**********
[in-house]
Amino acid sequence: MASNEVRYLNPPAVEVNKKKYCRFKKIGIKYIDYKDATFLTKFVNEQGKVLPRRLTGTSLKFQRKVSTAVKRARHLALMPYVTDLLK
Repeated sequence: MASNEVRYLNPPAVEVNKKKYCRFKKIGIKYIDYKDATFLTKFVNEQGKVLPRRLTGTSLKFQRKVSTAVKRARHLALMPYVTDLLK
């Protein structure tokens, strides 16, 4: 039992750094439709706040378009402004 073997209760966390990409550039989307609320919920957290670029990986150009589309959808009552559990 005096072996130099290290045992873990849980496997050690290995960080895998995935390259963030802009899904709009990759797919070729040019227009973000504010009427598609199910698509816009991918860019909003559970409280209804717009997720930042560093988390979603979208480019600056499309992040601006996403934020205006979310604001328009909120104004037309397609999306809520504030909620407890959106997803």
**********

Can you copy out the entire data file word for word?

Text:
[in-house]
Amino acid sequence: MASNEVRYLNPPAVEVNKKKYCRFKKIGIKYIDYKDATFLTKFVNEQGKVLPRRLTGTSLKFQRKVSTAVKRARHLALMPYVTDLLK
Repeated sequence: MASNEVRYLNPPAVEVNKKKYCRFKKIGIKYIDYKDATFLTKFVNEQGKVLPRRLTGTSLKFQRKVSTAVKRARHLALMPYVTDLLK
């Protein structure tokens, strides 16, 4: 039992750094439709706040378009402004 073997209760966390990409550039989307609320919920957290670029990986150009589309959808009552559990 005096072996130099290290045992873990849980496997050690290995960080895998995935390259963030802009899904709009990759797919070729040019227009973000504010009427598609199910698509816009991918860019909003559970409280209804717009997720930042560093988390979603979208480019600056499309992040601006996403934020205006979310604001328009909120104004037309397609999306809520504030909620407890959106997803």